One hundred and fifty years ago, the first settlements of ancient lake-dwelling peoples emerged from Lake Zurich. The discovery gave Europeans a new insight into the lives of their distant ancestors.This content was published on February 28, 2004 - 14:07
This year, around 20 Swiss museums are organising exhibitions dedicated to this significant chapter in Swiss history.
In the winter of 1854, the commune of Meilen took advantage of exceptionally low water levels to start building a harbour on the shore of Lake Zurich.
Quite by chance, the excavations unearthed a number of odd-looking, superbly preserved ancient artefacts, and a series of wooden poles embedded in the mud. The diggers had found a prehistoric lake village.
Ferdinand Keller, a Zurich scholar, put forward a theory that the people here had lived in villages built on platforms above the water which were connected by bridges and walkways.
After the discovery of similar settlements on other Swiss lakes, the legend of the lake dwellers was born. Soon, it had fired Europe’s imagination. Articles in the press, exhibitions, historical paintings, novels, public events, calendars and schoolbooks fuelled the legend of the lake dwellers.
In subsequent decades, hundreds of lake villages were discovered – especially in the Alpine Arc from France to Slovenia, though similar settlements were also found in several other parts of Europe.
In recent decades, modern scientific analysis and dating techniques have revealed that the villages were rather less exotic than our 19th-century ancestors had believed.
Today, specialists prefer to talk about “lake peoples” who built their settlements at different times from 4300 to 800 BC.
The settlements were actually built on land, usually in marshy areas. At the time, the water level in the lakes was much lower than it is today, and varied from year to year.
Nor were there any platforms. There were only individual, wooden houses standing apart from one another. And the hundreds of poles sunk into the ground date from different periods.
“Even today, however, the Meilen discovery is still considered a watershed for European archaeology,” explains Marc-Antoine Kaeser, curator of the exhibition organised in Zurich by the Swiss National Museum to commemorate the anniversary of the find.
Symbols of death
“Until then, the archaeological investigation of prehistory had brought to light almost nothing except symbols of death, such as graves, weapons and military sites. The lake villages and the objects they yielded provided the first evidence that enabled scholars to understand how our ancestors lived.”
Above all, the lake-dweller finds opened up a new historic vision of Switzerland, as it did for other European countries. Suddenly, history no longer began with the Romans.
“The lake settlements demonstrated the existence of skilled, intelligent peoples before the Roman occupation. In short, they gave the people of Switzerland a new consciousness of their own origins,” Marc-Antoine Kaeser points out.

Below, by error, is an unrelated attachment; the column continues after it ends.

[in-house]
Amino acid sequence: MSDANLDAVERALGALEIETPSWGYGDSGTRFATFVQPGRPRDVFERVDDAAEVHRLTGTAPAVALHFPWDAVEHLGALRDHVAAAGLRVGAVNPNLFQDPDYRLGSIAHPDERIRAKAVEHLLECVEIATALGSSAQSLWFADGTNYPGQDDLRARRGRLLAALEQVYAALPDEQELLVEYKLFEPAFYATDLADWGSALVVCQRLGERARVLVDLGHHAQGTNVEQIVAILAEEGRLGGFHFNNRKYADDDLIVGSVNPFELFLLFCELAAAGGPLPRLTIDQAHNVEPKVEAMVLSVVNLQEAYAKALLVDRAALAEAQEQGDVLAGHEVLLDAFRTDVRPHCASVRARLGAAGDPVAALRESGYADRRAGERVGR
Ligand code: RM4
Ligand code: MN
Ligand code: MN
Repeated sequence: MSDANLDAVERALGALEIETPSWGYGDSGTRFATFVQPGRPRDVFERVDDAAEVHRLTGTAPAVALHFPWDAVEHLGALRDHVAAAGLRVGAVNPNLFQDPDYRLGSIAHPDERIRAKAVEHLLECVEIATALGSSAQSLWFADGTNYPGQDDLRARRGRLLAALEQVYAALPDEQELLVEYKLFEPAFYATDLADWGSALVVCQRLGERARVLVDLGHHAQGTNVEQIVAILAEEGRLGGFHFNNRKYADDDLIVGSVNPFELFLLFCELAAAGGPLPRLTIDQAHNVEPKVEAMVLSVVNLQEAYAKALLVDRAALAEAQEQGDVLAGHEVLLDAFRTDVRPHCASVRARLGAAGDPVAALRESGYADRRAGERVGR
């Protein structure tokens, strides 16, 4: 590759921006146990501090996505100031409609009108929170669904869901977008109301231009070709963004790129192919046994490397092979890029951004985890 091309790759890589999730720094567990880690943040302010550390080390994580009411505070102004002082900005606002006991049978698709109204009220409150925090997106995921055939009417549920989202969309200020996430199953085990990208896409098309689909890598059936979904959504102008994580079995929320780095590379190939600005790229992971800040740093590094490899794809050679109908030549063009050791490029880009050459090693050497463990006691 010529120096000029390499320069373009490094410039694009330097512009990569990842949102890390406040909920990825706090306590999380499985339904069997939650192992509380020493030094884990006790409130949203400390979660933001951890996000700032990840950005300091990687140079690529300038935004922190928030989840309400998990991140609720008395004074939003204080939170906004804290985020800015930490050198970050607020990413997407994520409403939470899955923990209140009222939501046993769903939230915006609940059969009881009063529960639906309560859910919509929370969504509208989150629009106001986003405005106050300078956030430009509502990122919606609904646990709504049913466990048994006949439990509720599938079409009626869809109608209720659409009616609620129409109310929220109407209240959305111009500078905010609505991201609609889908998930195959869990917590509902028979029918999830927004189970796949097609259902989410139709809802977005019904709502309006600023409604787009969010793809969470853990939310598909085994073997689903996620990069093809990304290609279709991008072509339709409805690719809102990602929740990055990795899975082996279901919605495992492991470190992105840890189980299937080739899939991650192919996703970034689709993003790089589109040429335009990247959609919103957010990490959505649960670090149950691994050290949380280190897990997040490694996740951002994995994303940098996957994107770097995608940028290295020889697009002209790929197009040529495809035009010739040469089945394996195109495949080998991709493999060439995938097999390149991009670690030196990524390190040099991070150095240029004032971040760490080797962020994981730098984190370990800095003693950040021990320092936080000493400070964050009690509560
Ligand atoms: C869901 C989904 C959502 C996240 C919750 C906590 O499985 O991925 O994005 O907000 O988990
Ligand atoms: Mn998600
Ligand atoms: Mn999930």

For politicians, more than a century ago, the legend of the lake dwellers was an ideal tool to bind together a still-fragile nation, formed as recently as 1848, and to forge a common identity among Switzerland’s disparate peoples and cultures.
It was no coincidence that in 1867, the Swiss government commissioned the artist Auguste Bachelin to paint a Bronze Age lake village that would represent Switzerland at the Paris Exposition Universelle.
The archaeological success of the lake dwellers had a lot to do with the incredibly high quality of the finds. This is clearly evident from the exhibition at the Swiss National Museum, where 150 objects from Swiss lakes are on display.
Contrary to popular belief, water conserves materials perfectly provided they are kept out of contact with the air. This was the case with the Meilen finds, which were buried under layers of lakeside mud or sand.
“Generally, archaeologists are left with objects made of metal, stone, terracotta or glass from which to interpret the past”, notes Marc-Antoine Kaeser.
“But the lake-dweller finds include various organic materials. There are wooden objects, and even hazelnuts, dried apples, spices or carved resins that help us understand the life and dietary habits of these peoples.”
On the 150th anniversary of the Meilen discovery, Swiss archaeologists are warning that the growing urbanisation of the lakeshore, and above all pollution, are destroying in a few short decades a priceless heritage that had survived for thousands of years.
Countless objects remain hidden under the lakeshore – a literal treasure trove of information about our history.
One question still to be answered is why the lake dwellers choose to live in these muddy, damp environments.
The Zurich exhibition has no answer. But that is not the objective, explains Marc-Antoine Kaeser.
“With the events scheduled this year all around Switzerland, we want to revive the ‘lake-dweller fever’. We want to show that the archaeological reality is just as fascinating as the fictitious worlds that for decades were constructed around the lake peoples ”.
swissinfo, Armando Mombelli
Lake dwellers inhabited Switzerland from 4300 to 800 BC.
The first discovery in Europe of a prehistoric lake village was made in Lake Zurich in 1854.
20 Swiss museums have exhibitions focusing on the lake peoples.
The “Lake Dwellers” exhibition at the Swiss National Museum in Zurich runs until June 13.
The exhibition includes films reconstructing the history and life of the lake peoples, as well as historic documents from the period when the first finds were made at Zurich.
The exhibition also features more than 150 objects found in Swiss lakes over the past century and a half.
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